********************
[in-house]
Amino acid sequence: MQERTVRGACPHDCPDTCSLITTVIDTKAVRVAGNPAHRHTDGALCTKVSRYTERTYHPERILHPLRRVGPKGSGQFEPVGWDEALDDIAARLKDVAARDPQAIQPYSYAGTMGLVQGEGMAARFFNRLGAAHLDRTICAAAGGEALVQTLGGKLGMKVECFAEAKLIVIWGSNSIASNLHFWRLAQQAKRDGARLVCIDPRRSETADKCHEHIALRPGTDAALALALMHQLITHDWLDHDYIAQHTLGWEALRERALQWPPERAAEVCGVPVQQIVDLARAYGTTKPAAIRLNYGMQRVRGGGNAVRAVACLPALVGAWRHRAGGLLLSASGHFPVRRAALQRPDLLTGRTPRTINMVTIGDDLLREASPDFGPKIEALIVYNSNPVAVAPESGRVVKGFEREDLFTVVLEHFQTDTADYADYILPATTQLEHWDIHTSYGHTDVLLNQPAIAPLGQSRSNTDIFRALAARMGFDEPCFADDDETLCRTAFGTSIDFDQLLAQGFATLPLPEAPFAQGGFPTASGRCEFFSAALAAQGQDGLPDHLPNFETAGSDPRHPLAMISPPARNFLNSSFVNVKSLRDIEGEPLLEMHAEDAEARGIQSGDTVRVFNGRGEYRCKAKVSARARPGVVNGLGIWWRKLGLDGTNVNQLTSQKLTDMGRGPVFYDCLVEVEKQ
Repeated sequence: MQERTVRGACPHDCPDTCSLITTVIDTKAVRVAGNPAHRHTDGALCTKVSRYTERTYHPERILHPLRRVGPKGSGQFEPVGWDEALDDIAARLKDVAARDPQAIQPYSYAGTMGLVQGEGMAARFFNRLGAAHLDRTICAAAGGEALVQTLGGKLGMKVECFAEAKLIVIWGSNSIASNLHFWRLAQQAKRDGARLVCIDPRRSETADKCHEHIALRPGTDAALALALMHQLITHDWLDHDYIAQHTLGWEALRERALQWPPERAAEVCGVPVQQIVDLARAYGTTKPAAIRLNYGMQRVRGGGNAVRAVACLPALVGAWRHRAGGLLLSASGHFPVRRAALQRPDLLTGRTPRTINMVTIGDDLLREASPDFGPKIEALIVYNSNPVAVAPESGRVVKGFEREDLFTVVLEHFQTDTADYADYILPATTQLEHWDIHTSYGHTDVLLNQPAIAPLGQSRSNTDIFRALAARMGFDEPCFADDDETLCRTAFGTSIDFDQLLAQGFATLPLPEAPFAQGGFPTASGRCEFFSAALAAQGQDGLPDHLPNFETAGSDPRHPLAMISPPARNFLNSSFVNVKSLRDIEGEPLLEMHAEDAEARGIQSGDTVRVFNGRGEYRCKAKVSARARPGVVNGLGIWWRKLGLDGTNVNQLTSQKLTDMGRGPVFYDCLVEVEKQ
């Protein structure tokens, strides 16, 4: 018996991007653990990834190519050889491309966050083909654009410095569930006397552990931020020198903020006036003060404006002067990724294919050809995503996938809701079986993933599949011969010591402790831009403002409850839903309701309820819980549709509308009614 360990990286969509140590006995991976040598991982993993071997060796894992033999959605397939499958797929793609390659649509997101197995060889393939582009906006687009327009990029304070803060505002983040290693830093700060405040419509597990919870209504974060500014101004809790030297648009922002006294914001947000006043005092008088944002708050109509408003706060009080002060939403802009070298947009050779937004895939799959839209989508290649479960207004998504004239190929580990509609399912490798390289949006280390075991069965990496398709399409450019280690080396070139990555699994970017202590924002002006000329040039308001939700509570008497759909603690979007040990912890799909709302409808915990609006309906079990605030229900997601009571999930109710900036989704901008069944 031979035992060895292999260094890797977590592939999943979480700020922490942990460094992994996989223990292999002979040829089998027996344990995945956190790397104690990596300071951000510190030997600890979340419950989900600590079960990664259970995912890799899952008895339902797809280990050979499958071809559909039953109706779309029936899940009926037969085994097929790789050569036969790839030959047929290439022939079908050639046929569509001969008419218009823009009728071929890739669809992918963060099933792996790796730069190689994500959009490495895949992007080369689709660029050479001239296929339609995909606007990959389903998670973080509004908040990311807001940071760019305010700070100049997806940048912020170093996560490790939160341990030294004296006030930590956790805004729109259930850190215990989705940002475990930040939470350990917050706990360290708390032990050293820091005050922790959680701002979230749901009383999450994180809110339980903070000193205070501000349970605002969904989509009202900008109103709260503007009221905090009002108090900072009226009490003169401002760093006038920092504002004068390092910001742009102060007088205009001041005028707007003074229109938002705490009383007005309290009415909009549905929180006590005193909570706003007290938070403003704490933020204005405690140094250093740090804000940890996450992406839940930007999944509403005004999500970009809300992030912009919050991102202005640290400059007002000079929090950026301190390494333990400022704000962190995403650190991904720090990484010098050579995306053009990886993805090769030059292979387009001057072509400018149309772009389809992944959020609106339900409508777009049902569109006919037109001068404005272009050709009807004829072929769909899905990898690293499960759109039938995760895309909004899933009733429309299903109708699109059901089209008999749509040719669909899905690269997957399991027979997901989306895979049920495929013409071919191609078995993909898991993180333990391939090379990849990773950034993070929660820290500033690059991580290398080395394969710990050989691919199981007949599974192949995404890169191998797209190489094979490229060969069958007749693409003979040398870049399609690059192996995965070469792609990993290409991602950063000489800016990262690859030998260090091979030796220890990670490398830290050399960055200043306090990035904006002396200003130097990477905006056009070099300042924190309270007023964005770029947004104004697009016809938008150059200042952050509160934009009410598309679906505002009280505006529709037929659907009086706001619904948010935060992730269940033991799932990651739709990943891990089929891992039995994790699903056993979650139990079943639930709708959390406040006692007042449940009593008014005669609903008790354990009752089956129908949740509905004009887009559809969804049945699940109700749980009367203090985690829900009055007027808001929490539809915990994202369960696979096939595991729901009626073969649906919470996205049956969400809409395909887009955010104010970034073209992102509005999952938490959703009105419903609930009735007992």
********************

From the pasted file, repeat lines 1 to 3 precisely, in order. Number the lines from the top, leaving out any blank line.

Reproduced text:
[in-house]
Amino acid sequence: MQERTVRGACPHDCPDTCSLITTVIDTKAVRVAGNPAHRHTDGALCTKVSRYTERTYHPERILHPLRRVGPKGSGQFEPVGWDEALDDIAARLKDVAARDPQAIQPYSYAGTMGLVQGEGMAARFFNRLGAAHLDRTICAAAGGEALVQTLGGKLGMKVECFAEAKLIVIWGSNSIASNLHFWRLAQQAKRDGARLVCIDPRRSETADKCHEHIALRPGTDAALALALMHQLITHDWLDHDYIAQHTLGWEALRERALQWPPERAAEVCGVPVQQIVDLARAYGTTKPAAIRLNYGMQRVRGGGNAVRAVACLPALVGAWRHRAGGLLLSASGHFPVRRAALQRPDLLTGRTPRTINMVTIGDDLLREASPDFGPKIEALIVYNSNPVAVAPESGRVVKGFEREDLFTVVLEHFQTDTADYADYILPATTQLEHWDIHTSYGHTDVLLNQPAIAPLGQSRSNTDIFRALAARMGFDEPCFADDDETLCRTAFGTSIDFDQLLAQGFATLPLPEAPFAQGGFPTASGRCEFFSAALAAQGQDGLPDHLPNFETAGSDPRHPLAMISPPARNFLNSSFVNVKSLRDIEGEPLLEMHAEDAEARGIQSGDTVRVFNGRGEYRCKAKVSARARPGVVNGLGIWWRKLGLDGTNVNQLTSQKLTDMGRGPVFYDCLVEVEKQ
Repeated sequence: MQERTVRGACPHDCPDTCSLITTVIDTKAVRVAGNPAHRHTDGALCTKVSRYTERTYHPERILHPLRRVGPKGSGQFEPVGWDEALDDIAARLKDVAARDPQAIQPYSYAGTMGLVQGEGMAARFFNRLGAAHLDRTICAAAGGEALVQTLGGKLGMKVECFAEAKLIVIWGSNSIASNLHFWRLAQQAKRDGARLVCIDPRRSETADKCHEHIALRPGTDAALALALMHQLITHDWLDHDYIAQHTLGWEALRERALQWPPERAAEVCGVPVQQIVDLARAYGTTKPAAIRLNYGMQRVRGGGNAVRAVACLPALVGAWRHRAGGLLLSASGHFPVRRAALQRPDLLTGRTPRTINMVTIGDDLLREASPDFGPKIEALIVYNSNPVAVAPESGRVVKGFEREDLFTVVLEHFQTDTADYADYILPATTQLEHWDIHTSYGHTDVLLNQPAIAPLGQSRSNTDIFRALAARMGFDEPCFADDDETLCRTAFGTSIDFDQLLAQGFATLPLPEAPFAQGGFPTASGRCEFFSAALAAQGQDGLPDHLPNFETAGSDPRHPLAMISPPARNFLNSSFVNVKSLRDIEGEPLLEMHAEDAEARGIQSGDTVRVFNGRGEYRCKAKVSARARPGVVNGLGIWWRKLGLDGTNVNQLTSQKLTDMGRGPVFYDCLVEVEKQ